In the 1990s, I read a story in Asimov's (almost sure) about a man who could (by an act of will) change the past, resulting in appropriate changes to the present. I don't remember much of the plot; I believe the man was immortal, and very old. Near the climax of the story, the man recalls with guilt the fact the he altered the past to create the current history of Native Americans. (Before his alteration, things were not great, but nowhere near as bad as what occurred in our history) I don't know why he couldn't change things back.
This sounds like one of the later stories in the setting of "Backspace" -- Winter 1977 Asimov's magazine, by F.M. Busby (including "Balancing Act", "Backup System", and "Wrong Number" in the same magazine in 1981).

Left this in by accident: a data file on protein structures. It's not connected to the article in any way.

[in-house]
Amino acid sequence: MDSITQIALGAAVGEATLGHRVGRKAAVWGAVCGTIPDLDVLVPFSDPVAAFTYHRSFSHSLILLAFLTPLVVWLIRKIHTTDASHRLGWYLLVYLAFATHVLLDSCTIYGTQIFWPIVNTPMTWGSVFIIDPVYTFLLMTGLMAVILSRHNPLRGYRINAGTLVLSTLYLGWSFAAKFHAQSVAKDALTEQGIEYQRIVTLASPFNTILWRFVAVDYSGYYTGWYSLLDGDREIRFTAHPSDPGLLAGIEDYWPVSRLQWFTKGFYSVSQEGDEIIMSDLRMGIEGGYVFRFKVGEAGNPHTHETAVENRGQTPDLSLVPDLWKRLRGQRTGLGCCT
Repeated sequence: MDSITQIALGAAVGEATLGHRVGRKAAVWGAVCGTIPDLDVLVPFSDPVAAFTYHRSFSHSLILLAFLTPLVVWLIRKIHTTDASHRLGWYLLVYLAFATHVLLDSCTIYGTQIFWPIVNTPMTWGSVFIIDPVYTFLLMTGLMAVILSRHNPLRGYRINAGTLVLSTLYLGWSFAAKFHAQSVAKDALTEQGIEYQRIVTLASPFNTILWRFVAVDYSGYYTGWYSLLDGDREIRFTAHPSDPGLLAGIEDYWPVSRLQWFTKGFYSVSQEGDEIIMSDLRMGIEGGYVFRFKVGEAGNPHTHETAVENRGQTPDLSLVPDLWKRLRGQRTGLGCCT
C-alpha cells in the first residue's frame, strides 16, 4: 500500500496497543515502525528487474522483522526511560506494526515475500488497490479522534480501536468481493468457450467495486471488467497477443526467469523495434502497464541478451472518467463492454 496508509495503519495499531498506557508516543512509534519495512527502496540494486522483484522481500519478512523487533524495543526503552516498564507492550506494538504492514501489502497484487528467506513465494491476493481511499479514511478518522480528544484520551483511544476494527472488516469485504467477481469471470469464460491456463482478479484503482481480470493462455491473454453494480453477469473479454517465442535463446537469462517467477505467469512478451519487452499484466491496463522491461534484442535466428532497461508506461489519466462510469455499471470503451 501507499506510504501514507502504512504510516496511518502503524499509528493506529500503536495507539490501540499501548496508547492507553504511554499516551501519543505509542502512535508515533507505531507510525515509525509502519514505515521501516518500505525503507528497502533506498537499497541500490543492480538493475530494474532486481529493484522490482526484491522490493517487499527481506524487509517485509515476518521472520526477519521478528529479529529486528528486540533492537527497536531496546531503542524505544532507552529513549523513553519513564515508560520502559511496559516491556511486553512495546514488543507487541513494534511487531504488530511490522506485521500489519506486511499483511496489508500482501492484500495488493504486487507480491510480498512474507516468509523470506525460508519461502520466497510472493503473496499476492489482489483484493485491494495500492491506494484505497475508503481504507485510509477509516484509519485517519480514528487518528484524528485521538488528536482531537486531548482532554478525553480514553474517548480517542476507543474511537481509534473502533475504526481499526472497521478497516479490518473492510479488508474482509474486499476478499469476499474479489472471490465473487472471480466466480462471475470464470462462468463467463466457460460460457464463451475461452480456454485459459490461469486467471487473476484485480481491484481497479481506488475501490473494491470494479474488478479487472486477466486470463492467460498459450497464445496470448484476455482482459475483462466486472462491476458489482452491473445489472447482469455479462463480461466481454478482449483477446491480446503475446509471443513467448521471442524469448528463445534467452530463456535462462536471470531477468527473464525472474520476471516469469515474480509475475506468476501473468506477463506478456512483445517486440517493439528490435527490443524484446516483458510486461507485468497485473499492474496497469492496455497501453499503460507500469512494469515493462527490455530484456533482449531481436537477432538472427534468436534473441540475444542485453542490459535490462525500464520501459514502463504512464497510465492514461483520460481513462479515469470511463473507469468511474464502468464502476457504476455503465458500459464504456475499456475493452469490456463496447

Sam, who invented the backspacer (and subsequently, between stories, burned it out while preventing WWIII) did so because for himself to alter history, he had to understand the causes of events. He could fix a smog problem by reversing the rotation of the Earth (so the wind blows east to west instead of west to east) but he can't just arbitrarily undo an event without knowing what went into causing it.
The last story I recall in the series had him changing things so humans gestated their young in the male body (like sea horses) instead of the female one, after Pete (the narrator character) mentions that he wishes he could take over his wife's pregnancy (about which she's been complaining). There likely were others after this, and might well be others between that I don't recall; I quit subscribing to Asimov's in the mid-1980s.